June 26, 2012 | Soren Dreier
The divers exploring a ‘UFO-shaped’ object at the bottom of the Baltic Sea say their equipment stops working when they approach within 200m.
Professional diver Stefan Hogerborn, part of the Ocean X team which is exploring the anomaly, said some of the team’s cameras and the team’s satellite phone would refuse to work when directly above the object, and would only work once they had sailed away.
He is quoted as saying: ‘Anything electric out there – and the satellite phone as well – stopped working when we were above the object.
‘And then we got away about 200 meters and it turned on again, and when we got back over the object it didn’t work.’
‘I was kind of prepared just to find a stone or cliff or outcrop or pile of mud but it was nothing like that, so for me it has been a missing experience I must say.’
Member Dennis Åsberg said: ‘I am one hundred percent convinced and confident that we have found something that is very, very, very unique.
‘Then if it is a meteorite or an asteroid, or a volcano, or a base from, say, a U-boat from the Cold War which has manufactured and placed there – or if it is a UFO…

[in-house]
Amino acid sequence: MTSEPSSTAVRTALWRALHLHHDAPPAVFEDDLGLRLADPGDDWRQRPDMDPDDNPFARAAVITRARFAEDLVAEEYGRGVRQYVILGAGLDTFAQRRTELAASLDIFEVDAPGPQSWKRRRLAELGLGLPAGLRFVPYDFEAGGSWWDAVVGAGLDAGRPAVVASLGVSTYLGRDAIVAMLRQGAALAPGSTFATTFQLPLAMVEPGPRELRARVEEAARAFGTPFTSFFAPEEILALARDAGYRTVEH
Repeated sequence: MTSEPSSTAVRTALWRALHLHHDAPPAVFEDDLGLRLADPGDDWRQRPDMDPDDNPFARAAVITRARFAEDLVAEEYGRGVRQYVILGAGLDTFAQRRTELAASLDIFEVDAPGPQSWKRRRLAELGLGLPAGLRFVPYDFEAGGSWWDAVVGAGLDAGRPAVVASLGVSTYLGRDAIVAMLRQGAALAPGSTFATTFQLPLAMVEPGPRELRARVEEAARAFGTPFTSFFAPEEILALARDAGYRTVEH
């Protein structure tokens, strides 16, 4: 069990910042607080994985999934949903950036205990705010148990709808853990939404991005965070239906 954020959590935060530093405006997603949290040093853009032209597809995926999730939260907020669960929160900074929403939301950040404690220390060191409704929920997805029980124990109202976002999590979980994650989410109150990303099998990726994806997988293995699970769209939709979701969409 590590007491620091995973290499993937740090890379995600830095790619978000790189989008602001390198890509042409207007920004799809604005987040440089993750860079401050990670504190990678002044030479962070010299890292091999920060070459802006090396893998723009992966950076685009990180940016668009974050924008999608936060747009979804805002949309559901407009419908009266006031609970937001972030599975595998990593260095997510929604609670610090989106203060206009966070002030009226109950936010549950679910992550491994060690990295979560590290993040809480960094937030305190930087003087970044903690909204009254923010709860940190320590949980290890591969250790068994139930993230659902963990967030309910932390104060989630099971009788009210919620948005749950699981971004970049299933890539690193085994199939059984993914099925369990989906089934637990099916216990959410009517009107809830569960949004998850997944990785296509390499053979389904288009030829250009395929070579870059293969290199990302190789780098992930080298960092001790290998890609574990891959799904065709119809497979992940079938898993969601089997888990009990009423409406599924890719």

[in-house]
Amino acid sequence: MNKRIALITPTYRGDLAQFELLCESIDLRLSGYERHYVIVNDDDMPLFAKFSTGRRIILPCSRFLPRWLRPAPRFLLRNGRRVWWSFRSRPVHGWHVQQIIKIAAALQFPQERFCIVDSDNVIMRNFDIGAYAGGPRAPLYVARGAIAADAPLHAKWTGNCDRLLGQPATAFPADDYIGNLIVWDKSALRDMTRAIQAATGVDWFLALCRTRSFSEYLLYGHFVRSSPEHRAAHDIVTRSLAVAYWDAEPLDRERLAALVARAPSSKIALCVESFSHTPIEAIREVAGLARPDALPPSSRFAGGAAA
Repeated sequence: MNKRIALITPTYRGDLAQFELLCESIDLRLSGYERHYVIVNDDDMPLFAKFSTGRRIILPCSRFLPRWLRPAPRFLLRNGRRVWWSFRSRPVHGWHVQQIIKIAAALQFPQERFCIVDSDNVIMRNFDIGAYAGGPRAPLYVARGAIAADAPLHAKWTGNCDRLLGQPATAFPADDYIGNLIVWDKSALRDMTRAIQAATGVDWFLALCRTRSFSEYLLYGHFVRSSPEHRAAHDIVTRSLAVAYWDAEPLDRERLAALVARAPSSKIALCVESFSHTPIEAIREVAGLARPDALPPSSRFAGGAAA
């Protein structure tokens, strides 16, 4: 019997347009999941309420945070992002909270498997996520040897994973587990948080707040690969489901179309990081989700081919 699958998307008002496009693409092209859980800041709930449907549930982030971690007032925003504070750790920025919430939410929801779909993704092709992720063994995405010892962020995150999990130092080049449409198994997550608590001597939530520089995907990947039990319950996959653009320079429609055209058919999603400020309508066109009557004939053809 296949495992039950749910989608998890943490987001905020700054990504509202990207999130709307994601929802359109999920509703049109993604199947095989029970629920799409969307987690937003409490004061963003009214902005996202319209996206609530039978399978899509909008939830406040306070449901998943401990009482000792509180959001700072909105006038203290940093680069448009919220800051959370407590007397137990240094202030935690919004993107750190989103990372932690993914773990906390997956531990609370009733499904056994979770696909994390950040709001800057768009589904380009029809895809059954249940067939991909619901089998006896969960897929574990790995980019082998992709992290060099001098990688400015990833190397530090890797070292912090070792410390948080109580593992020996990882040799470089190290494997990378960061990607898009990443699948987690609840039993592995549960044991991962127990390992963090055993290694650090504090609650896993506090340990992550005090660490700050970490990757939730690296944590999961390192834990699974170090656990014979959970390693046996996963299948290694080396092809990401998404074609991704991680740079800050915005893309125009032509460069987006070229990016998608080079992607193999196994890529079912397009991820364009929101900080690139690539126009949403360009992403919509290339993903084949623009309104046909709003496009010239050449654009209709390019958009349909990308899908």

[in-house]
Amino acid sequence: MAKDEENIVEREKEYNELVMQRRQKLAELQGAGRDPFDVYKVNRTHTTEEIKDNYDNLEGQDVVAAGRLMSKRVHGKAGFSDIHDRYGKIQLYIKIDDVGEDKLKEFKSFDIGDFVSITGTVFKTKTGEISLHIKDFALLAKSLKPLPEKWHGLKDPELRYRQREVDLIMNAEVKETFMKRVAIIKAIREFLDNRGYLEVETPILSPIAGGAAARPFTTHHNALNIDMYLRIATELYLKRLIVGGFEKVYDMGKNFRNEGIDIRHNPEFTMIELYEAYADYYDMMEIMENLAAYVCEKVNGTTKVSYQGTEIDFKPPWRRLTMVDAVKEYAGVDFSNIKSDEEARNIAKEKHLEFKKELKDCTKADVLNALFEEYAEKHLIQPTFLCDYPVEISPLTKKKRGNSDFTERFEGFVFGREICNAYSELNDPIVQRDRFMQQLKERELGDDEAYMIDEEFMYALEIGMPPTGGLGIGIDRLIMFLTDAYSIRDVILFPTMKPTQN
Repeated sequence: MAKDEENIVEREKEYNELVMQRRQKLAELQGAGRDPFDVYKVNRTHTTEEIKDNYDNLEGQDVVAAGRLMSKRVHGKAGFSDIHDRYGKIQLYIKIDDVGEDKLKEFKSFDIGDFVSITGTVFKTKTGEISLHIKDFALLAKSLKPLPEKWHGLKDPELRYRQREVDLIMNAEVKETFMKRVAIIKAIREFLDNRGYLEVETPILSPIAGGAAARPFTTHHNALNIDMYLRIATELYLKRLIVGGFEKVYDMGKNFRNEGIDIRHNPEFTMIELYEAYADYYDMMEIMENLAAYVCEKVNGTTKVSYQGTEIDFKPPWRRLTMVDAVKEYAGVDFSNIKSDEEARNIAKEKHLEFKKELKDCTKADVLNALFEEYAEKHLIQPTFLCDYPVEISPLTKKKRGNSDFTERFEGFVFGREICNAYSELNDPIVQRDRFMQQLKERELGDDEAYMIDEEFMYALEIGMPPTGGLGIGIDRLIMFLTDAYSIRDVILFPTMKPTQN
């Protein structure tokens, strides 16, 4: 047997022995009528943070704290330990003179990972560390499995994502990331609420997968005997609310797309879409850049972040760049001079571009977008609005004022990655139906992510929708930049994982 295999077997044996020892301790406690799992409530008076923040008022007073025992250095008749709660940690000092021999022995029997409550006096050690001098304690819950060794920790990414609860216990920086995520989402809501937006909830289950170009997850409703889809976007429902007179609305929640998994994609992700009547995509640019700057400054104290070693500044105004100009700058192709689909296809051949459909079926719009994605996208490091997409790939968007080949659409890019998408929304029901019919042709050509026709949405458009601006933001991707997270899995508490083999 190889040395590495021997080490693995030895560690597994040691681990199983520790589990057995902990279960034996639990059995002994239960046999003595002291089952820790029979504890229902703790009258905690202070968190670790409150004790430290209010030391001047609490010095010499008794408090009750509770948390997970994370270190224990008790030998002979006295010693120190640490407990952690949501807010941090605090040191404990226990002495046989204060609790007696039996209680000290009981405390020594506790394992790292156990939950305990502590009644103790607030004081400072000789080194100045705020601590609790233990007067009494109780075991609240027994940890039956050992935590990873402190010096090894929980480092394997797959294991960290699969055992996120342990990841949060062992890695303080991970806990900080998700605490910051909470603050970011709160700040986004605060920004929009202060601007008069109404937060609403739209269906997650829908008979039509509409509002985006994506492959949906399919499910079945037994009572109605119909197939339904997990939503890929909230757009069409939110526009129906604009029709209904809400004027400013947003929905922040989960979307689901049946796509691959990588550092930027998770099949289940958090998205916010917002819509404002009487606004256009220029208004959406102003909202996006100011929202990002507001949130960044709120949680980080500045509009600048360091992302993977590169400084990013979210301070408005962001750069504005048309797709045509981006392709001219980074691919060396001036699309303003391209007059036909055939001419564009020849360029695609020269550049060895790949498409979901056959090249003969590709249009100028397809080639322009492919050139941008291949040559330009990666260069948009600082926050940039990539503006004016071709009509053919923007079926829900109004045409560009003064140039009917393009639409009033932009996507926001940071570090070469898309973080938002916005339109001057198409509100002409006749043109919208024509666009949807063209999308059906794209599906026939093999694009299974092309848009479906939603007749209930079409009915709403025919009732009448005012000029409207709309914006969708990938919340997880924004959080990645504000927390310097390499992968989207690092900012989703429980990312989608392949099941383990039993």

‘Well honestly it has to be something.’
The quotes were first reported at NDTV. The Mail Online has reached out to the Ocean X team for clarification.
The object was first found in May last year, but because of a lack of funding and bad timing, they have were not able to pull a team together to see for themselves – just the strange, metallic outline, and a similar disk-shaped object about 200 metres away.
During their visit, the team saw a 985-foot trail that they described ‘as a runway or a downhill path that is flattened at the seabed with the object at the end of it’.
As it was before the recent dive, the story behind the object is anyone’s guess, from a ‘plug to the inner world’ to the Millennium Falcon ship from Star Wars.
While the Ocean Explorer team is understandably excited about their potentially earth-shattering find, others are slightly more sceptical and are questioning the accuracy of the sonar technology.
In the past, such technology has confused foreign objects with unusual- but natural – rock formations.
Part of the trouble they face, however, is that they have no way of telling what is inside the supposed cylinder- whether it is filled with gold and riches or simply aged sediment particles.
They’re hoping for the former, and history seems to be in their favour.
The Baltic Sea is a treasure trove for shipwreck hunters, as an estimated 100,000 objects are thought to line the cold sea’s floor.
The company have created a submarine that they hope will appeal to tourists and wannabe shipwreck hunters who will pay to take a trip down to the bottom of the Baltic Sea to see for themselves.
A further dive will take place in the coming weeks.
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